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Tipsheet

Qatar Working People to Death To Build 2022 World Cup Stadium

The FIFA World Cup, the globe’s largest soccer tournament, will be held in the Middle East for the first time in 2022, and already things are not going well.

While Qatar had promised to reform its working conditions, a recent report found that the government is literally working people to death in the 122 degree heat. Migrants building the 2022 soccer stadium died at a rate of one every two days in the year 2014.

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The Guardian reports:

The figure excludes deaths of Indian, Sri Lankan and Bangladeshi workers, raising fears that if fatalities among all migrants were taken into account the toll would almost certainly be more than one a day.

Qatar had vowed to reform the industry after the Guardian exposed the desperate plight of many of its migrant workers last year. The government commissioned an investigation by the international law firm DLA Piper and promised to implement recommendations listed in a report published in May.

But human rights organisations have accused Qatar of dragging its feet on the modest reforms, saying not enough is being done to investigate the effect of working long hours in temperatures that regularly top 50C.

Even when bidding for the 2022 location began, the Arab country of Qatar was accused of using millions of dollars in bribes to gain support from FIFA committee members. The board’s selection was no doubt a curious for the gathering of an international community.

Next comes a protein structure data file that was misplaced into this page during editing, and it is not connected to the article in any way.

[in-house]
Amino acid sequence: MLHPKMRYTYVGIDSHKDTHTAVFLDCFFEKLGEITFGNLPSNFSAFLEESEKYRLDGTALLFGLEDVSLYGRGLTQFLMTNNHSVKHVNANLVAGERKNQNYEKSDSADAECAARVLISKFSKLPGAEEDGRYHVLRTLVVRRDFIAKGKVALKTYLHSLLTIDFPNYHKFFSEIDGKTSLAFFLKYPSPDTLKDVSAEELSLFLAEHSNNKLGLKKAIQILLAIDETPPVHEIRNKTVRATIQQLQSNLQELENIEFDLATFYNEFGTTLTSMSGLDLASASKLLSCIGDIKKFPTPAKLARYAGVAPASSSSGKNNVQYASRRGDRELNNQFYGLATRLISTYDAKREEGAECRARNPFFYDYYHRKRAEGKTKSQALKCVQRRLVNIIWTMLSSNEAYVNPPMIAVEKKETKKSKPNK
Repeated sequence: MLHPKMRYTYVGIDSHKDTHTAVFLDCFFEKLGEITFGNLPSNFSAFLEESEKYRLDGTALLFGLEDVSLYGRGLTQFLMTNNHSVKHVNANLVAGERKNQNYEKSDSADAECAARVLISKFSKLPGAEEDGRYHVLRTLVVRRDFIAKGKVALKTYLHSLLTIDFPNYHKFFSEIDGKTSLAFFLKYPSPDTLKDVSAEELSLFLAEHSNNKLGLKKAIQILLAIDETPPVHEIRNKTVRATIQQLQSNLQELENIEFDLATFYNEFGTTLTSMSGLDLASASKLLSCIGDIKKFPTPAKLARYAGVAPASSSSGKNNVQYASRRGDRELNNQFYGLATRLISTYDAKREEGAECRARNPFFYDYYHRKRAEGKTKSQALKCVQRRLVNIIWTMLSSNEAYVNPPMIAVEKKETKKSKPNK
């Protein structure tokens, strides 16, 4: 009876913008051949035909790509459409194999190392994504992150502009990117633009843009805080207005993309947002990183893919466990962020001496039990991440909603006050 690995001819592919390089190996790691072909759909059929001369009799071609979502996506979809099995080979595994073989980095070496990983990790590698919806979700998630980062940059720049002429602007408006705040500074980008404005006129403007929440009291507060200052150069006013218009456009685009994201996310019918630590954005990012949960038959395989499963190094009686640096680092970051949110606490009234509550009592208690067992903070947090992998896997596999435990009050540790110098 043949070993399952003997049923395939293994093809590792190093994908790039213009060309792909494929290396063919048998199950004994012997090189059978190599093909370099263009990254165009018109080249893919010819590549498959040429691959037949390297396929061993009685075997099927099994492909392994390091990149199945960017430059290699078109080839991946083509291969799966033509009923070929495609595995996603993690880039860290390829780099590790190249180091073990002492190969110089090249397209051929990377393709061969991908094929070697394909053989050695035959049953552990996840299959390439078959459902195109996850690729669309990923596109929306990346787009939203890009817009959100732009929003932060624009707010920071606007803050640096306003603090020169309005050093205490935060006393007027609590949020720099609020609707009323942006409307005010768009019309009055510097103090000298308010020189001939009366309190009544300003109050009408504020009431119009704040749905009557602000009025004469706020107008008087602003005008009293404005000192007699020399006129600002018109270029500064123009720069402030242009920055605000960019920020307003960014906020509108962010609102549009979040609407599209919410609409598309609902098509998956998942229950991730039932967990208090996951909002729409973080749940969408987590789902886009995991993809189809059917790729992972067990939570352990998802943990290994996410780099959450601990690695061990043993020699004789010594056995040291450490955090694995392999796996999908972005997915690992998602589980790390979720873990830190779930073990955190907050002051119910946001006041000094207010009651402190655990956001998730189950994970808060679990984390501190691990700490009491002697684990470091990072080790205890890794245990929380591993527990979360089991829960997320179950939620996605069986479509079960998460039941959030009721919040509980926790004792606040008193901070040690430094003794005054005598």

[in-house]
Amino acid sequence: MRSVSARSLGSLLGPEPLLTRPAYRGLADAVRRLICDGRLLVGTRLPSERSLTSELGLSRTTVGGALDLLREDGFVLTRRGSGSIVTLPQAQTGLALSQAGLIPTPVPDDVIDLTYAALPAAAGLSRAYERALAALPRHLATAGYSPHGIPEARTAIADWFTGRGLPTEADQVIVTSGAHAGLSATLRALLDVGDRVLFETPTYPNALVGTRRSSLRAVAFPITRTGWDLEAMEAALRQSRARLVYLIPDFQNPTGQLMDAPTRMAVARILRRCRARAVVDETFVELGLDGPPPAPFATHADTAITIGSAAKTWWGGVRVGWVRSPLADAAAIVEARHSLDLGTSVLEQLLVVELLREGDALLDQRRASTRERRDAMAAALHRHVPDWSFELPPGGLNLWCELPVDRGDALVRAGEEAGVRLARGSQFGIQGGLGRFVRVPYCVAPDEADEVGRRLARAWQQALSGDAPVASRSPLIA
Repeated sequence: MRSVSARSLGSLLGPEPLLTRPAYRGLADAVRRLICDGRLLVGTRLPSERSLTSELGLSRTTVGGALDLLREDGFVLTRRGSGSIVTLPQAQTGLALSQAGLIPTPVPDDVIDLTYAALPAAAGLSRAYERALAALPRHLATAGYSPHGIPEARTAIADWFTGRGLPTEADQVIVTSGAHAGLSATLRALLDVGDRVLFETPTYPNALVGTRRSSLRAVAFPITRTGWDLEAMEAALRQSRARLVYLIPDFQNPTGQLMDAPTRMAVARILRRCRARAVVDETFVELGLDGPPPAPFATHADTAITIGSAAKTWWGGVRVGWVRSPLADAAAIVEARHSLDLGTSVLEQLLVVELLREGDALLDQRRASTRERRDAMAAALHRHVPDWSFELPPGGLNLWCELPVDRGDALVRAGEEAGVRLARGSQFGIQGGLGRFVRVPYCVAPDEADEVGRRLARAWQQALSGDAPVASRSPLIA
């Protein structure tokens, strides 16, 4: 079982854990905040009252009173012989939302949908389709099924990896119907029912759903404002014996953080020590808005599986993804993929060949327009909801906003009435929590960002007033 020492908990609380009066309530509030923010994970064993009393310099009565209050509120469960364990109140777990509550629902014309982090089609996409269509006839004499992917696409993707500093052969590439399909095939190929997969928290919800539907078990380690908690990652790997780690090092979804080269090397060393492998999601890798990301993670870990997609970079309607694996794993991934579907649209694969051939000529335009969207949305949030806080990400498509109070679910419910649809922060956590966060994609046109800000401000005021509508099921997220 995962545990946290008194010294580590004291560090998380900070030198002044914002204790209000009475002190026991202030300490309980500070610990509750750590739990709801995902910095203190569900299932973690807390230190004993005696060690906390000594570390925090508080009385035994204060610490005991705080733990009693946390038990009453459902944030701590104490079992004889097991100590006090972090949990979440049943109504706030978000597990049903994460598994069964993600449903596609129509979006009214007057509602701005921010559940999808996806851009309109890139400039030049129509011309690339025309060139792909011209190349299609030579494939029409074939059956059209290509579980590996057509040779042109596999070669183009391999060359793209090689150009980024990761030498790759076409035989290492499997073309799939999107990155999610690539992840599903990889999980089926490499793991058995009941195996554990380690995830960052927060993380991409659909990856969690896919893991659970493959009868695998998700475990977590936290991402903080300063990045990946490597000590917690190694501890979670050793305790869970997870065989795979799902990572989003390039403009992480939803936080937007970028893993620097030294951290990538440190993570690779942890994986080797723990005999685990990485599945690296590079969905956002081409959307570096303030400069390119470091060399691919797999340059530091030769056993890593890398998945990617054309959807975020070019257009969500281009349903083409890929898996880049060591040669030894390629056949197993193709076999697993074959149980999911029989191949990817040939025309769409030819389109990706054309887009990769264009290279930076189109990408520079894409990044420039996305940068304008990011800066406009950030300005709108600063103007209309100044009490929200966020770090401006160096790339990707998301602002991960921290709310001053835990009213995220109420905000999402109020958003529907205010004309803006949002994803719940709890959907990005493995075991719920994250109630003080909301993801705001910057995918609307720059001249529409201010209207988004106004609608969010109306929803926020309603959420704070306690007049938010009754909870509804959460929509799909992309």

From June until September, the average temperature in Qatar is over 100 degrees, with only three inches of annual rainfall. Not exactly the best location for athletes to run around like maniacs during a rigorous summer sporting event. 

German weather researchers Andreas Matzarakis and Dominik Fro¨hlich,  discovered that even sedentary visitors will be at a high risk of heat stroke, which can result in organ damage or death. 

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However, there is one fact which may help reduce dehydration—there will probably be no alcohol consumption at the games. Yes, that's right, it is illegal to imbibe in Qatar. 

And there's more: homosexuals are not only banned from living in Qatar, the country may be using a medical "gaydar" device to screen visitors. If the device shows a positive result for homosexuality, foreigners would be refused entry. So, even if you look like you might be gay, this could be a compromising experience. 

So why on earth is the soccer tournament going to be held in Qatar? Well according to FIFA executive committee member Theo Zwanziger, the first World Cup in the Middle East will leave a positive legacy and will "be a platform that brings people together." 

Really? So far it seems the only legacy Qatar is amping up to leave is one of intolerance and a lack of respect for human life. 

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